By Irena White
The Cunningham family of The Grove, (1884-1917 Ruyton XI Towns

James Bannerman Cunningham was a native of Preston Pans in Edinburgh. Part of a large family group many of whom where eminent in a wide variety of fields.  He was a Doctor (Medical Surgeon Practitioner).   Eugenie (nee Luke), his wife, was born in Cornwall, daughter of the owner of a Tin and Copper mine. Her brother, George Bingley Luke, was also a mine owner and moved to Edinburgh to further his business interests and Eugenie seems to have moved with him, possible to keep house.

 James and Eugenie married in Preston Pans on 16.09.1880 and continued to live in the area for three to four years, during which time they had their first two children. They then moved to Canada and lived in the New Brunswick area, where they had another son.  For whatever reason they then moved back to Scotland and a further three children were born.  Then they relocated to Tyneside where they had another son.  

Their last move, as a family, was in 1894, when James Cunningham bought the Ruyton XI Towns practice from Doctor Arthur Burrell one of the local Doctors.  They moved into a house called The Grove in Church Street, which had enough space for the Medical Practice and their still increasing family.  They added a small structure to the back of the house to act as a dispensary.   They then completed their family, having three more children.  Their family now consisting of five boys and five girls

 Their life in the village is chronicled within some of the numerous letters they sent to each other and their large extended family.  The letters give us a glimpse of daily life at the time of the approaching Great War.  Some of their sons had returned to Canada to further their future prospects one was in  Paris, and one was already a career soldier.

In 1914, at the outbreak of World War One, their mother writes to Canada encouraging them to join up. Charles seems very reluctant to do so. Maybe they had just begun to establish themselves in Canada or maybe, as was thought at the time, they thought the war would soon be over.  However, in the end their Mother persuaded Charles and Robert to enlist, which they did, joining the 7Th Canadian Infantry, British Columbia Regiment in 1915.  On September 8th 1916 Charles was killed at the Battle of the Somme aged 19. He is commemorated on the Vimy Memorial in France and on Ruyton’s own War Memorial and on his father’s headstone in the graveyard of St John the Baptist Church.   All the other brothers survived, including Bruce, the career soldier, who went on to serve in India and retired in the 1930’s, still writing letters to his family.

 Sadly Eugenie had already suffered another major loss when, during March/April of 1915, James Cunningham cut his arm when administrating to a patient. This started off a severe infection and Septicaemia and it was thought that his fingers would need to be amputated, and then his whole arm. But before they could operate, he died on Easter Day April 4th 1915 aged 62, and is buried in St John the Baptist Churchyard.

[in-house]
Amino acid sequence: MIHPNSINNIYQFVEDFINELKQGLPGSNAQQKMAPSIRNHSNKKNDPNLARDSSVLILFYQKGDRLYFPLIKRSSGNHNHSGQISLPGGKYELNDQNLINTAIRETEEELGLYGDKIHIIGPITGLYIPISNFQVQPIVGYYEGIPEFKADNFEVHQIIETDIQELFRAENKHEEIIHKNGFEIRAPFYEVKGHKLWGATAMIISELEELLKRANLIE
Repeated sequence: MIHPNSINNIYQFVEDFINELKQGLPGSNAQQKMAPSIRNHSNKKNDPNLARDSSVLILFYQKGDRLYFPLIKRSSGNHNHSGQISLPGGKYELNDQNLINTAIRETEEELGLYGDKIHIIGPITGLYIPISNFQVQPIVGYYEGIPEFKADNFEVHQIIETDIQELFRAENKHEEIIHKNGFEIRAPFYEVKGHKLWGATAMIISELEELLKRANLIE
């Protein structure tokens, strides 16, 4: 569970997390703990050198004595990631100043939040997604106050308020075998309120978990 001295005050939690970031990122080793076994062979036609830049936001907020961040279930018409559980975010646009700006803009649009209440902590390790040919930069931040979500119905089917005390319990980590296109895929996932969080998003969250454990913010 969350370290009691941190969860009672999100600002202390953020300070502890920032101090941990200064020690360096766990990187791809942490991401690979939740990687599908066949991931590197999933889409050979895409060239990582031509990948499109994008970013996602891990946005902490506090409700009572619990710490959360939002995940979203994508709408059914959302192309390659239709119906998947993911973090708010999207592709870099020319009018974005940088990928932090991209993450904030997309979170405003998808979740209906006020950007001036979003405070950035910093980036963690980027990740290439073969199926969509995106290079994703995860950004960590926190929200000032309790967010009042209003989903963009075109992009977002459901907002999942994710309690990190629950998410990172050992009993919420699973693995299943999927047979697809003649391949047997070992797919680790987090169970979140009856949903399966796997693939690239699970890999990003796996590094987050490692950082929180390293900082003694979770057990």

Eugenie then sold the practice in 1917 and moved to London to live with one of her daughters.  Eugenie died on April 4th 1920 exactly five years after her husband .and was buried in Croydon, London, although her name and the name of their son Charles, appear on the grave stone of James Cunningham in the Church yard .

The family details are as follows.

James Bannerman Cunningham - 14.11.1852 to 04.04.1915 Aged 62, Preston Pans Edinburgh / Ruyton Eleven Towns

Married in Edinburgh 16.09.1880

Eugenie Luke - ??.??.1855 to 04.04.1920 Aged 65,  Cornwall /Croydon, London


Cecilia Joanne23.07.1882-1978,  Preston Pans , Edinburgh

Isabella Mary Douglas23.08.1883-1960,  Preston Pans , Edinburgh

William Bruce - 1885-1969, New Brunswick , Canada.

Francis Heriot - 1887- 1971,  Tongue , Scotland

Florence Oliver02.08.1888-1982,  Tongue , Scotland

Eugenie Russell, 12.04. 1890-1964,  Tongue ,Scotland

James Douglas04.08.1892- 1975,  Tynemouth , Northumberland

Robert Horsburgh, 1894-1960,  Ruyton XI  Towns

Charles Clephane, 1897- 08.09.1916, Ruyton XI Towns /France

Phyllis Margaret10.11.1898-1973,  Ruyton XI Towns

The unusual middle names of some of the children are due to the family custom of giving them a middle name which was, in turn, the surname of earlier generations.  Apart from Cecilia, Charles and Phyllis, they are all surnames.  In the case of Charles, his middle name is of a famous naval hero and does not appear to have an actual family connection

Irena White and I both have extensive family history records collected over the years,  and contact details of people who are already researching local families.
Irena has done extensive research into all the men listed on our unique War Memorial, where they lived and worked in Ruyton XI Towns and their service records.  These records will soon be alphabetically collated with sources, and who is researching the family`s history
We would be happy to help family history searchers but please, do not arrive in the village and knock on our door.  Email to the address shown on this page and we can start with some correspondence regarding what you know and what we know.  We can then direct you to houses/places of interest when you come to visit the village.
Contact Yoland  Brownhill@eleventowns.co.uk

The Ruyton XI Towns Local History Society is also happy to help Family Historians.   www.rxit.org.uk/village/index.html


 Cunjninghams 1. Cunningham 2 
 Cunningham family outside The Grove  Ruyton Cricket team in Burgage Field, Dr. Cunningham back right & 3 sons  

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